Man fishing off of a boat

Many employers have encountered a similar situation and intuitively, the decision appears to be an easy one. You have an employee who has been approved for FMLA, then later you discover they were vacationing in Mexico. You even have photographs of them fishing, boating, and holding up a large fish caught during the trip. You conduct an investigation and determine that they misrepresented their medical condition. You then separate them from employment. Open and shut case, right? Not so fast.

A Massachusetts court recently upheld a jury verdict that totaled $1.3 million against an employer who separated an employee under those very circumstances. In DaPrato v. Massachusetts Water Resources Authority, an employee on an approved FMLA leave took the final two weeks of paid medical leave as a vacation in Mexico while he recovered from foot surgery. Naturally, when the employer discovered this, they fired him. He sued and the jury found the employer liable for retaliation under the FMLA. How could the jury have found in the employee’s favor even after the employer introduced photos showing the employee fishing, boating, and celebrating the catching of a rather large fish? It’s a cautionary fish tale for all employers who automatically assume that an employee who goes on vacation during an approved leave has engaged in FMLA abuse.



Richard DaPrato, an information technology manager for the Massachusetts Water Resources Authority (MWRA), requested and was approved to take FMLA leave in order to have surgery on a nerve tumor in his foot. DaPrato notified his employer that his recovery time would be three to four weeks, that he would not be able to drive and that he would be wearing a boot on his foot after his surgery. He also notified his supervisor that he would be going on vacation to Mexico during the time he was on leave, as he took a trip to Mexico every year. DaPrato had informed his supervisor about the upcoming trip on several occasions.

Upon finding out that DaPrato had gone on vacation to Mexico while on FMLA leave, the Director of HR immediately began an investigation into the propriety of the employee’s leave because she did not believe an employee “who was seriously ill or disabled would be able to be on a vacation.” As a result of the investigation, the HR Director obtained video recordings of the employee walking, driving, and lifting luggage out of his car while on FMLA. The Director believed these actions were inconsistent with the medical conditions for which the employee had been granted FMLA leave. The MWRA terminated DaPrato for misrepresentation about his inability to work and failure to be truthful during the investigation.


What Did The Employer Miss?

How did the employer lose what appears to be a slam-dunk case of FMLA abuse? First, the MWRA made a fatal assumption at the outset of the investigation. The Director of HR automatically assumed that an employee who is on a medical leave of absence shouldn’t be on vacation and that it was inconsistent behavior for someone on FMLA. However, the court held that an employee going on vacation while on FMLA leave cannot form the sole basis for an adverse employment action. Further, the court stated that an employee on an approved leave can recover in either a warm climate or in cold New England weather. “An employee recovering from a leg injury may sit with his or her leg raised by the seashore while fully complying with FMLA leave requirements.”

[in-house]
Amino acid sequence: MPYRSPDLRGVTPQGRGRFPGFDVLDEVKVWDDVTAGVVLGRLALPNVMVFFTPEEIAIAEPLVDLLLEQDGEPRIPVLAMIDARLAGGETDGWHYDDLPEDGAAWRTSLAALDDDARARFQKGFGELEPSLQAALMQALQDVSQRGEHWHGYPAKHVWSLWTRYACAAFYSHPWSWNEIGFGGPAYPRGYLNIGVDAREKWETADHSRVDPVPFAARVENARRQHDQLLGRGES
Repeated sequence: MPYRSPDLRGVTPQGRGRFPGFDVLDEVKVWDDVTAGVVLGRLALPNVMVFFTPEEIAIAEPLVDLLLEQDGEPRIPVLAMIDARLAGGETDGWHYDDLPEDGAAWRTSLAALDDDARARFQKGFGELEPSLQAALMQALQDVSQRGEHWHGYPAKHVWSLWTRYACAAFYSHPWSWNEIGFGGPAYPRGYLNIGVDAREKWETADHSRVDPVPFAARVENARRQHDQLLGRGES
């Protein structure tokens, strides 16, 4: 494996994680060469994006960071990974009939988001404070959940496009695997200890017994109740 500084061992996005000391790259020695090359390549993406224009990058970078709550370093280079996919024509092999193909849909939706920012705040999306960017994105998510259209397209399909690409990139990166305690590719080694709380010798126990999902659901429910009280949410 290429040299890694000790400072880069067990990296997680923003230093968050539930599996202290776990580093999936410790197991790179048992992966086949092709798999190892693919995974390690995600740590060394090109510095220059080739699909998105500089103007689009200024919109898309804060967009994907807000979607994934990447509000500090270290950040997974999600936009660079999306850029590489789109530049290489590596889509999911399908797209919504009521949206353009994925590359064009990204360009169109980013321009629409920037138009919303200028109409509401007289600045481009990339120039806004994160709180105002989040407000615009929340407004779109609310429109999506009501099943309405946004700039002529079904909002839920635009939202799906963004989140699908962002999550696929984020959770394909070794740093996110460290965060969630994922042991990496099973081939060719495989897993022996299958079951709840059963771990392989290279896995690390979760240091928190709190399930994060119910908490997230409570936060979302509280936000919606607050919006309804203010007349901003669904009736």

This is not to say that an employee can go on a mountain climbing adventure while on FMLA leave for a serious health condition. That type of activity would likely be impermissible. However, an employer must carefully consider the reasons for the medical leave and most importantly, the known activities the employee engaged in during the vacation. Including the timeline for rehabilitation and recovery in order to determine if the employee misrepresented their medical condition and engaged in FMLA abuse.

In this case, a fishing trip to Mexico while on FMLA may raise legitimate concerns but as established during the trial, the employer did not have the incriminating photographs at the time of the termination decision. Furthermore, the MWRA did not know exactly what activities the employee participated in while on vacation, only that he had gone to Mexico. In addition, the HR Director’s blanket statement that all vacations taken while on FMLA leave were impermissible, was incorrect as a matter of law.


What Should the Employer Have Done In this Case?

The court’s reasoning suggests that the employer would likely have prevailed if DaPrato had been photographed mountain climbing as opposed to engaging in the limited activities consistent with his medical certification. Furthermore, the HR Director’s assumptions at the outset of the investigation were incorrect and demonstrated that a less than thorough investigation had been conducted before a decision was made. These types of investigations are perfectly allowable, however, they must be thorough and the employer must be sure they’ve made no assumptions or taken any actions before all the facts are known about what activities the employee actually engaged in while on leave and whether they were inconsistent with the limitations specified in the medical certification.

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Information provided on this blog is intended for general educational use. It is not intended to provide legal advice. ReedGroup does not provide legal services. Consult an attorney for legal advice on this or any other topic.